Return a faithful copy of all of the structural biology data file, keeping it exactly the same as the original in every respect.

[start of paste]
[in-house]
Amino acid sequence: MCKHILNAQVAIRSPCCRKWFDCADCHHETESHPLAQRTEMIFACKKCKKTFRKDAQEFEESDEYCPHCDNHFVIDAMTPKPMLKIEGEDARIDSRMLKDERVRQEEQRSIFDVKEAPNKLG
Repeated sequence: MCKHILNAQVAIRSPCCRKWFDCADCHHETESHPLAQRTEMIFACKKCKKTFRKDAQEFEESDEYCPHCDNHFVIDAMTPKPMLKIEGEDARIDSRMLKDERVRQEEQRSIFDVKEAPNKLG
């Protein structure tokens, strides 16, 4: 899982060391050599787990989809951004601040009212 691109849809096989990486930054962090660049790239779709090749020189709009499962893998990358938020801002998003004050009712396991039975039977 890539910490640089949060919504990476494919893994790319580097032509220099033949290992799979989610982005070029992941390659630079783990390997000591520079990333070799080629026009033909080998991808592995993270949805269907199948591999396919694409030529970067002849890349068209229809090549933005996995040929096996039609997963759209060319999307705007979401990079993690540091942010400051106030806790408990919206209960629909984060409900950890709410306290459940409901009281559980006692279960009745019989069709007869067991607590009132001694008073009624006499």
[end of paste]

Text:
[in-house]
Amino acid sequence: MCKHILNAQVAIRSPCCRKWFDCADCHHETESHPLAQRTEMIFACKKCKKTFRKDAQEFEESDEYCPHCDNHFVIDAMTPKPMLKIEGEDARIDSRMLKDERVRQEEQRSIFDVKEAPNKLG
Repeated sequence: MCKHILNAQVAIRSPCCRKWFDCADCHHETESHPLAQRTEMIFACKKCKKTFRKDAQEFEESDEYCPHCDNHFVIDAMTPKPMLKIEGEDARIDSRMLKDERVRQEEQRSIFDVKEAPNKLG
């Protein structure tokens, strides 16, 4: 899982060391050599787990989809951004601040009212 691109849809096989990486930054962090660049790239779709090749020189709009499962893998990358938020801002998003004050009712396991039975039977 890539910490640089949060919504990476494919893994790319580097032509220099033949290992799979989610982005070029992941390659630079783990390997000591520079990333070799080629026009033909080998991808592995993270949805269907199948591999396919694409030529970067002849890349068209229809090549933005996995040929096996039609997963759209060319999307705007979401990079993690540091942010400051106030806790408990919206209960629909984060409900950890709410306290459940409901009281559980006692279960009745019989069709007869067991607590009132001694008073009624006499």